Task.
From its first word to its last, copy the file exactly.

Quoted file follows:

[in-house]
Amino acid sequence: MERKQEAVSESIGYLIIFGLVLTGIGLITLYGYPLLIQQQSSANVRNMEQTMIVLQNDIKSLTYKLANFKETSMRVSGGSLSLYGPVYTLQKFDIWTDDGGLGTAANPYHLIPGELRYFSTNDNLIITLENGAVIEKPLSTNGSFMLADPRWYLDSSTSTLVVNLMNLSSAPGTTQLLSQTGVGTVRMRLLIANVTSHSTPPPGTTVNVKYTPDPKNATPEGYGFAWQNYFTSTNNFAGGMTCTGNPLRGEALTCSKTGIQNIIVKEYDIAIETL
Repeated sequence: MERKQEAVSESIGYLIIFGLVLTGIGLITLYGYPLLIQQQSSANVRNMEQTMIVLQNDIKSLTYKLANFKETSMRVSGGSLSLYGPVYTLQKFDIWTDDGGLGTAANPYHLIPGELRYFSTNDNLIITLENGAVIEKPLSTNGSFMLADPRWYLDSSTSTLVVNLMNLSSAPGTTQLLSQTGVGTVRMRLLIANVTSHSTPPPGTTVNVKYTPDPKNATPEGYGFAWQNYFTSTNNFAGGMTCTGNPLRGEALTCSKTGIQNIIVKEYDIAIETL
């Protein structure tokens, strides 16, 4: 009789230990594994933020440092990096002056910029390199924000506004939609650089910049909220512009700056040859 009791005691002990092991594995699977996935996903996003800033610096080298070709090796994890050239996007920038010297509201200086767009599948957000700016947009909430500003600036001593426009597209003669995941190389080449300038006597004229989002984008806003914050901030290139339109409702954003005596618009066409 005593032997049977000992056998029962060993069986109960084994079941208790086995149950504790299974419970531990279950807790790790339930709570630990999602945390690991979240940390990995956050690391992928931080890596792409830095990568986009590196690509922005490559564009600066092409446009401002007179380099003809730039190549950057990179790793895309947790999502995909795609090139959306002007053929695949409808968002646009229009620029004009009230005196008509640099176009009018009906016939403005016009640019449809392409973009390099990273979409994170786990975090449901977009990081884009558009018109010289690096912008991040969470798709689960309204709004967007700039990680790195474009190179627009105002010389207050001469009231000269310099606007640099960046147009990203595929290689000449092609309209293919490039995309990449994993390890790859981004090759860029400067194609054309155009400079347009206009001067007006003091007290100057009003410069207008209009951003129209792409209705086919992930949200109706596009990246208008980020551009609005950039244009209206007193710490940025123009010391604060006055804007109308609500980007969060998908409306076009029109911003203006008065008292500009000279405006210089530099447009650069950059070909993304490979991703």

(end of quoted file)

[in-house]
Amino acid sequence: MERKQEAVSESIGYLIIFGLVLTGIGLITLYGYPLLIQQQSSANVRNMEQTMIVLQNDIKSLTYKLANFKETSMRVSGGSLSLYGPVYTLQKFDIWTDDGGLGTAANPYHLIPGELRYFSTNDNLIITLENGAVIEKPLSTNGSFMLADPRWYLDSSTSTLVVNLMNLSSAPGTTQLLSQTGVGTVRMRLLIANVTSHSTPPPGTTVNVKYTPDPKNATPEGYGFAWQNYFTSTNNFAGGMTCTGNPLRGEALTCSKTGIQNIIVKEYDIAIETL
Repeated sequence: MERKQEAVSESIGYLIIFGLVLTGIGLITLYGYPLLIQQQSSANVRNMEQTMIVLQNDIKSLTYKLANFKETSMRVSGGSLSLYGPVYTLQKFDIWTDDGGLGTAANPYHLIPGELRYFSTNDNLIITLENGAVIEKPLSTNGSFMLADPRWYLDSSTSTLVVNLMNLSSAPGTTQLLSQTGVGTVRMRLLIANVTSHSTPPPGTTVNVKYTPDPKNATPEGYGFAWQNYFTSTNNFAGGMTCTGNPLRGEALTCSKTGIQNIIVKEYDIAIETL
């Protein structure tokens, strides 16, 4: 009789230990594994933020440092990096002056910029390199924000506004939609650089910049909220512009700056040859 009791005691002990092991594995699977996935996903996003800033610096080298070709090796994890050239996007920038010297509201200086767009599948957000700016947009909430500003600036001593426009597209003669995941190389080449300038006597004229989002984008806003914050901030290139339109409702954003005596618009066409 005593032997049977000992056998029962060993069986109960084994079941208790086995149950504790299974419970531990279950807790790790339930709570630990999602945390690991979240940390990995956050690391992928931080890596792409830095990568986009590196690509922005490559564009600066092409446009401002007179380099003809730039190549950057990179790793895309947790999502995909795609090139959306002007053929695949409808968002646009229009620029004009009230005196008509640099176009009018009906016939403005016009640019449809392409973009390099990273979409994170786990975090449901977009990081884009558009018109010289690096912008991040969470798709689960309204709004967007700039990680790195474009190179627009105002010389207050001469009231000269310099606007640099960046147009990203595929290689000449092609309209293919490039995309990449994993390890790859981004090759860029400067194609054309155009400079347009206009001067007006003091007290100057009003410069207008209009951003129209792409209705086919992930949200109706596009990246208008980020551009609005950039244009209206007193710490940025123009010391604060006055804007109308609500980007969060998908409306076009029109911003203006008065008292500009000279405006210089530099447009650069950059070909993304490979991703």